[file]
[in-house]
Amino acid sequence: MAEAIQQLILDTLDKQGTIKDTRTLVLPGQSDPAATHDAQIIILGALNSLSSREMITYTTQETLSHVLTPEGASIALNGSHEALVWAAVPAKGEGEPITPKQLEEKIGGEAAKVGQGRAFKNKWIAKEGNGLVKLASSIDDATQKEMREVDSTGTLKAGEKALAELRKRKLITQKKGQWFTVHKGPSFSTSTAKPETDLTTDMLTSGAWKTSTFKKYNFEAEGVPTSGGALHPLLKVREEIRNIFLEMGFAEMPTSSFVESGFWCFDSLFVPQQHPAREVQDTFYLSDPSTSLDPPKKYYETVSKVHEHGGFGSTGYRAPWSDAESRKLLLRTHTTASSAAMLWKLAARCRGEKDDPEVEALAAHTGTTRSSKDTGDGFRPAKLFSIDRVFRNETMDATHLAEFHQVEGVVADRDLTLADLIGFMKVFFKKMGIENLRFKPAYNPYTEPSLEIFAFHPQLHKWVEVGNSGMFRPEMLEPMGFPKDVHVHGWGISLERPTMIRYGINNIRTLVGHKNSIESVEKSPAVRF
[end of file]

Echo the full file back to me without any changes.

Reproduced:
[in-house]
Amino acid sequence: MAEAIQQLILDTLDKQGTIKDTRTLVLPGQSDPAATHDAQIIILGALNSLSSREMITYTTQETLSHVLTPEGASIALNGSHEALVWAAVPAKGEGEPITPKQLEEKIGGEAAKVGQGRAFKNKWIAKEGNGLVKLASSIDDATQKEMREVDSTGTLKAGEKALAELRKRKLITQKKGQWFTVHKGPSFSTSTAKPETDLTTDMLTSGAWKTSTFKKYNFEAEGVPTSGGALHPLLKVREEIRNIFLEMGFAEMPTSSFVESGFWCFDSLFVPQQHPAREVQDTFYLSDPSTSLDPPKKYYETVSKVHEHGGFGSTGYRAPWSDAESRKLLLRTHTTASSAAMLWKLAARCRGEKDDPEVEALAAHTGTTRSSKDTGDGFRPAKLFSIDRVFRNETMDATHLAEFHQVEGVVADRDLTLADLIGFMKVFFKKMGIENLRFKPAYNPYTEPSLEIFAFHPQLHKWVEVGNSGMFRPEMLEPMGFPKDVHVHGWGISLERPTMIRYGINNIRTLVGHKNSIESVEKSPAVRF